Jillian C. York

Jillian C. York is a writer and activist.

Month: January 2009 (page 2 of 6)

Hope

From Jewish Voice for Peace. There is also one featuring an Israeli woman with “I refuse to occupy” written across her cheek. I found this one more striking.

Obama’s choice of Irish-Lebanese George Mitchell for Middle East envoy bodes well.

Morocco: Disappearing the Amazigh

So it looks like the Moroccans are at it again. Instead of just letting people be who they are, the government is still going on about their naming laws. In other words, if you want to give your child an Amazigh (Berber) name, tough luck. Moroccan human rights groups recently proposed a list of Amazigh names be added to Morocco’s approved list of names, however, the proposal was quickly struck down. Alarabiya reports:

The Moroccan civil registry recently rejected 13 Berber names after receiving a list from the Ministry of Interior with specific Berber names considered in violation of law 99-37 that determines names fit for males and females.

Now, realistically, it’s a much smaller percentage of Moroccans who would choose to do so, but the fact of the matter is, Amazigh people are the true Moroccan natives. They are spread throughout the country and beyond. They are urban and rural. And the Moroccan government is trying to tell them that, by naming their child an Amazigh name, they are giving them a name which is “contrary to Moroccan identity.”

What exactly, then, is Moroccan identity? Is it Arab identity? The official language of Morocco certainly is Arabic (although it could be argued that what is actually spoken on the streets is only a distant cousin). Still, it is estimated that 23 of Morocco’s 30+ million people speak one of three Amazigh dialects. And according to sociologist and writer Mohammed Chafik, up to 80% of Moroccans are of Amazigh ethnicity.


The flag of the Amazigh people

In neighboring Algeria, where the number of people speaking a Berber dialect is significantly lower (at about 29%), Berber is actually considered a “national language” (though not an official one). Now, I’m not 100% sure, but it seems that in Algeria, there is more naming freedom; either Amazigh names are on the “approved” list, or the law has been done away with entirely. In Morocco, however, you must select a name from a list of (entirely Muslim) names which reflect “Moroccan identity.”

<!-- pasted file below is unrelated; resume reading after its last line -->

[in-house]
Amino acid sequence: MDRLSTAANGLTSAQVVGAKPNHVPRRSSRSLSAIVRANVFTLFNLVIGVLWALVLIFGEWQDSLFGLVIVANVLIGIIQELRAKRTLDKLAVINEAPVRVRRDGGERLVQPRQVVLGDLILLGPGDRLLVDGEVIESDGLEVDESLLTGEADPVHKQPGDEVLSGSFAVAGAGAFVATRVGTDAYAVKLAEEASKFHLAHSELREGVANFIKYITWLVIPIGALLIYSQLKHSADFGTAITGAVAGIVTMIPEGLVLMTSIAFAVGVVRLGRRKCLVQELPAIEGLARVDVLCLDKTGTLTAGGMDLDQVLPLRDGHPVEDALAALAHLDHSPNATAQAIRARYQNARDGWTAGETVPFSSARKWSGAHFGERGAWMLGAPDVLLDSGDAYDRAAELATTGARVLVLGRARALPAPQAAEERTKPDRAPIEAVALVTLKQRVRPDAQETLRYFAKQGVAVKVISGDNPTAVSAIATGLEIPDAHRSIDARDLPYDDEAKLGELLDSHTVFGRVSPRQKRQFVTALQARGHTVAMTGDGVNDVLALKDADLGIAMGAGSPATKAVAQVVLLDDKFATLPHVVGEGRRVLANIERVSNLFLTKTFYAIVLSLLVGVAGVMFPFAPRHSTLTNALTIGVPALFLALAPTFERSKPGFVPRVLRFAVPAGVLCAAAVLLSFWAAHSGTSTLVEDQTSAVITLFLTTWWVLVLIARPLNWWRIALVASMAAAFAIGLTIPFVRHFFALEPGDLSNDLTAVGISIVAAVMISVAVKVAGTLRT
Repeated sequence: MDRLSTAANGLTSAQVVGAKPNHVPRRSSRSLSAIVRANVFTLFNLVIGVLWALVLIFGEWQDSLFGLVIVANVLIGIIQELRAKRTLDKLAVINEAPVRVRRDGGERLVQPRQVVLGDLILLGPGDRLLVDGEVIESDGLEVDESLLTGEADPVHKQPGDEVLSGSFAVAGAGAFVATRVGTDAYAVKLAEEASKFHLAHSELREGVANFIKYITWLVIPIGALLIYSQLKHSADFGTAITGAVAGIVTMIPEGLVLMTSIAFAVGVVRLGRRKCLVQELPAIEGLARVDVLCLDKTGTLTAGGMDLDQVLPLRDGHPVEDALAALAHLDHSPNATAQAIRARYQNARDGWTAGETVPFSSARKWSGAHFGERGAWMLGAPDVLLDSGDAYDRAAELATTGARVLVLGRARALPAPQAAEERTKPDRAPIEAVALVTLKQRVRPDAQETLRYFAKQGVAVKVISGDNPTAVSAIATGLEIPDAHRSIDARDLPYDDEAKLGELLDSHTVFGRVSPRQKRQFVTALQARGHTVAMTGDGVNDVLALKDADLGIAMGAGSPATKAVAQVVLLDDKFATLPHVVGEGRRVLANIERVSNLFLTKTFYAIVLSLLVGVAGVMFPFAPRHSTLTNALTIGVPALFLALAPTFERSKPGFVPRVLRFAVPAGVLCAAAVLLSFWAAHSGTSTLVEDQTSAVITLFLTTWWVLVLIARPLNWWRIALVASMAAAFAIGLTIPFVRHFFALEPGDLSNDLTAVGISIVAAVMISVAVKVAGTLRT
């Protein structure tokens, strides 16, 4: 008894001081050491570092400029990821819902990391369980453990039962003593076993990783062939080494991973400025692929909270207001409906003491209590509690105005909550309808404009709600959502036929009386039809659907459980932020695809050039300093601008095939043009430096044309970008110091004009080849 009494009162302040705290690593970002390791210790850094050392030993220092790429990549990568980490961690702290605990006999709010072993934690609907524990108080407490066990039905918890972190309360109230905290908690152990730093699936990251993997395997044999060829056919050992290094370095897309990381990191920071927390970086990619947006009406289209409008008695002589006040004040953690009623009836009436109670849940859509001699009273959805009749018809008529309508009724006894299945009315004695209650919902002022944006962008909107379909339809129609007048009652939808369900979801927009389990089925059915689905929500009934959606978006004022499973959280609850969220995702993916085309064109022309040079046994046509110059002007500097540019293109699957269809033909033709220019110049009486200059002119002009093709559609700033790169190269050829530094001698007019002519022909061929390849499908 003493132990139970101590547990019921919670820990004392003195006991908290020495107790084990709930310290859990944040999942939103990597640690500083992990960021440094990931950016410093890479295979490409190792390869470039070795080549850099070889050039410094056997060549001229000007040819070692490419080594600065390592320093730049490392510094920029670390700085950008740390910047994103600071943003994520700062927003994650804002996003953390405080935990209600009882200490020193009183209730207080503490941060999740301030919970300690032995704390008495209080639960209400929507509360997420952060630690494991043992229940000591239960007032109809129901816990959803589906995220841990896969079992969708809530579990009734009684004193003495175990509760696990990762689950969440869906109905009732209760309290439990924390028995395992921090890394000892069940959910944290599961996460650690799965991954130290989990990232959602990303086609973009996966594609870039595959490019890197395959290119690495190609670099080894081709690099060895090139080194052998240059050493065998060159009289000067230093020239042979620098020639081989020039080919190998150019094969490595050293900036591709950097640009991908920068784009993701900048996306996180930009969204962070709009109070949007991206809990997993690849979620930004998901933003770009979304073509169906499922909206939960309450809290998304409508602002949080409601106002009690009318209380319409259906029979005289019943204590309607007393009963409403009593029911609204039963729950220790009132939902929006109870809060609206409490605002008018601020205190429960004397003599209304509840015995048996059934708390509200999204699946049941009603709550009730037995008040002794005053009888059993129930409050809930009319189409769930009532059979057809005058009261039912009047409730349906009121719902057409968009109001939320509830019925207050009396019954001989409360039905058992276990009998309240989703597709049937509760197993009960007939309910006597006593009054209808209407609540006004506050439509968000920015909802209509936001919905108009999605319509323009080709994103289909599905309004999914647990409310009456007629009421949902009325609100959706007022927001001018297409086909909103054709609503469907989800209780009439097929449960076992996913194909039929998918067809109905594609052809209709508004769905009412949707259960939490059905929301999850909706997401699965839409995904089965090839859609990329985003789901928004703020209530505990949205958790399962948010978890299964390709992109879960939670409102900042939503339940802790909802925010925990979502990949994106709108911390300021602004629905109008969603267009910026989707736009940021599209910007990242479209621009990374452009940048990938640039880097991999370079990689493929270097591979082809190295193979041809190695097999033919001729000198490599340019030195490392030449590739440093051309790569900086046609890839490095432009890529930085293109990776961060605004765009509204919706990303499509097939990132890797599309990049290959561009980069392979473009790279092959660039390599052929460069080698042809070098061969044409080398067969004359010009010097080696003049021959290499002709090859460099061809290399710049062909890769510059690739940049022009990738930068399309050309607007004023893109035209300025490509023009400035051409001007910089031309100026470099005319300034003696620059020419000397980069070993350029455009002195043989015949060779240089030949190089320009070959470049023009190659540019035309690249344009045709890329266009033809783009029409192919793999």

Oddly enough, in the past few years, trendy new names have been cropping up in Morocco; names popular in the Levant, such as “Rime,” or popular in Iran, such as “Nasreen,” have made their way into the Moroccan identity. But try to name your daughter Numidia, and all hell breaks loose.

When will Morocco realize that Amazigh are part of their national identity? Once the languages have died off (another contentious issue is the teaching of Tashelheit, Tamazight, and Tarifit)? Once there are no more Tanasts, Shadens, or Numidias? Once all Amazigh political parties have been banned for good? Or will the history of the Amazigh simply be erased?

What will it take?

Bold is mine:

We are the keepers of this legacy. Guided by these principles once more, we can meet those new threats that demand even greater effort — even greater cooperation and understanding between nations. We will begin to responsibly leave Iraq to its people, and forge a hard-earned peace in Afghanistan. With old friends and former foes, we will work tirelessly to lessen the nuclear threat, and roll back the specter of a warming planet. We will not apologize for our way of life, nor will we waver in its defense, and for those who seek to advance their aims by inducing terror and slaughtering innocents, we say to you now that our spirit is stronger and cannot be broken; you cannot outlast us, and we will defeat you.

He didn’t mean that. I truly didn’t wake up on the wrong side of the bed, nor do I want to be cynical, but as the slaughtering of innocents and inducing of terror is coming from our side, from Israel (aren’t they one in the same?) and he has remained hopelessly silent, how can our new President possibly stand there and denounce terror when it is his country’s support which is perpetuating it?

What more can I possibly say? That Michelle, Sasha, and Malia looked lovely? That I’m happy to hold on to my reproductive rights? That I’ve lost hope?

I was one of the truly hopeful. I planned my vote sometime back in 2006, and held tight, and although I never believe he’d be our savior, for a long time I thought this meant real change, even if it came very slowly.

And then he was elected. And then he starting plucking zionists for his cabinet. And then a Secretary of Education with no educational experience. And then on December 27, America’s greatest ally started murdering Palestinians and Obama stayed quiet. He continues to to this day.

I am somehow reminded of this famous statement, associated with the Holocaust:

“In Germany, they came first for the Communists, And I didn’t speak up because I wasn’t a Communist;

And then they came for the trade unionists, And I didn’t speak up because I wasn’t a trade unionist;

And then they came for the Jews, And I didn’t speak up because I wasn’t a Jew;

And then . . . they came for me . . . And by that time there was no one left to speak up.”

What will it take for our country to stand up against Israel’s state-sanctioned terror?

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